Since its disastrous launch in 2020, developer CD Projekt Red has delivered critical updates to Cyberpunk 2077 to align it more closely to the original vision, but Phantom Liberty, coupled with the free Update 2.0, is its biggest yet. This new expansion trades in the high-octane mercenary vibes of Cyberpunk 2077 for a more subdued spy thriller, and offers a well-made trove of new ways to experience Night City. The expansion features a great cast of personalities, all well-performed, even if some are underused. Interacting with those characters across new gigs and jobs in the added Dogtown district is good fun throughout. A few twists and turns, narratively and mechanically, make Phantom Liberty feel unique within the broader swath of stories to experience in Cyberpunk 2077.
Despite all that, the new ending to V’s journey added by Phantom Liberty steals the show, distilling the essence of the cyberpunk sci-fi genre into an emotionally charged message of what it means to exist in this dystopia.
After Rosalind Myers, president of the New United States of America, crash lands in Night City’s Dogtown, V is contacted by netrunner Songbird to save her. Doing so won’t be easy as Dogtown is controlled by Kurt Hansen, a former NUSA colonel with ties to Myers and her operation, and his private army. And that’s why Myers asks you to get the help of Solomon Reed, a former NUSA spy played by Idris Elba. Given their history, the connection between Reed and Myers, their knowledge of Hansen, and a few other characters introduced in Phantom Liberty, it doesn’t take long for the expansion’s spy web to be spun.
This web brings the twists, turns, and surprises I expected out of a spy thriller, and while I was rarely caught completely off guard, I still enjoyed following its various paths. But the enjoyment I got out of Phantom Liberty’s narrative was less about the actual beats and more about how they turned Cyberpunk 2077’s gameplay on its head. Phantom Liberty doesn’t force any gameplay approach on you, but it heavily nudges you into stealth and reinforces that with various new weapons and mechanics.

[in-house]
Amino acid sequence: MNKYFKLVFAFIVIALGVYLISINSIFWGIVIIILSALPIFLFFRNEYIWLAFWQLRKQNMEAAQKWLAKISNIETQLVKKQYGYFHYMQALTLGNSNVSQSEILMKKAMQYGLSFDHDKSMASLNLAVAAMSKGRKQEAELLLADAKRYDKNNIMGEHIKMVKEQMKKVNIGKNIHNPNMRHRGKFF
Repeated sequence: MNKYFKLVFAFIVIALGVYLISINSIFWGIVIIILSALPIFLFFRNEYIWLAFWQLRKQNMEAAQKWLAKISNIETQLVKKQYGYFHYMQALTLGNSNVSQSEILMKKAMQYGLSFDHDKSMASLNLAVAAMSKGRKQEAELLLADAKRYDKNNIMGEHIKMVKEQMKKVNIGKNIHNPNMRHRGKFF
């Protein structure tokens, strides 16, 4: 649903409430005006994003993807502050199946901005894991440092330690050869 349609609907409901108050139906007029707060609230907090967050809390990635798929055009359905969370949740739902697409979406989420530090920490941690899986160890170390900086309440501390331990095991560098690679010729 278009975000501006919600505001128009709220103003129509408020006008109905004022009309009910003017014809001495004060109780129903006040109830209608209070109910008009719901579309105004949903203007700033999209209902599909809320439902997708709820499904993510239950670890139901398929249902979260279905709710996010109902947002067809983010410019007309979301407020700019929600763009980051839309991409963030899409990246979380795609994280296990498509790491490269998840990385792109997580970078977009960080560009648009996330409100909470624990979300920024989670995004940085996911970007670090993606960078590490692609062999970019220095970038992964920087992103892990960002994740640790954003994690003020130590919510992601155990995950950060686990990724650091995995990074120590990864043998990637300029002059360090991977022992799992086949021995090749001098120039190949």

I loved relying primarily on a silenced pistol to weave in and out of cover and enemy sightlines. And I loved secretly interrogating subjects so I could then become them using special masking technology even more. Phantom Liberty succeeds most when it fully embraces the “spy” part of its pitch.
The spy aspect lends itself well to the roleplay of Phantom Liberty, too. While the few setpiece shootouts are memorable, I’ll remember most fondly the time I spent analyzing a target’s personality while playing roulette, guiding Reed through an enemy-infested hideout through the lens of a sniper, and sneaking into an airport.
Outside my spy escapades, I enjoyed Phantom Liberty’s new gigs and jobs, whether securing airdropped packages filled with valuable loot, delivering a car across town, or engaging with Night City’s eccentric residents throughout various side missions. That all of this, and most of the main story, is housed within the new Dogtown district, which mixes Vegas-esque cheap luxury with vertical slums, is another plus.
A few instances of artificial padding, like waiting a day for Reed to call V, sometimes threatened the otherwise exciting and tense pace of Phantom Liberty, but it admittedly pushed me to explore more of the expansion’s side offerings (and that was probably the point). By the time I rolled credits, it felt like I had just experienced a new 007 or Mission: Impossible movie starring V.
The highlight of my time with Phantom Liberty, however, arrived as a new extended ending to V’s narrative in Cyberpunk 2077. Getting to this ending forced me to take Phantom Liberty’s story in a direction I didn’t like, but what awaited me was worth it and then some, packing an excellent narrative punch to the story of this expansion and the base game. The new ending is reflective, heartfelt and heartbreaking, and an excellent distillation of why the cyberpunk genre exists in the first place.
Phantom Liberty succeeds as another 20 hours of great adventure in Night City and, coupled with Cyberpunk 2077’s new Update 2.0, a culmination of three years of hard work. It makes a strong case for a return to Night City for experienced mercs and rolls out the red carpet for CDPR to showcase to newcomers all it’s done to improve Cyberpunk 2077. From a disastrous launch in 2020 to now, CDPR has finally made good on the promise of this futuristic, dystopian RPG. While Phantom Liberty doesn’t stand head and shoulders above the rest of the Cyberpunk package, it slots in nicely, like a preem piece of cyberware you’ve been waiting to be in stock.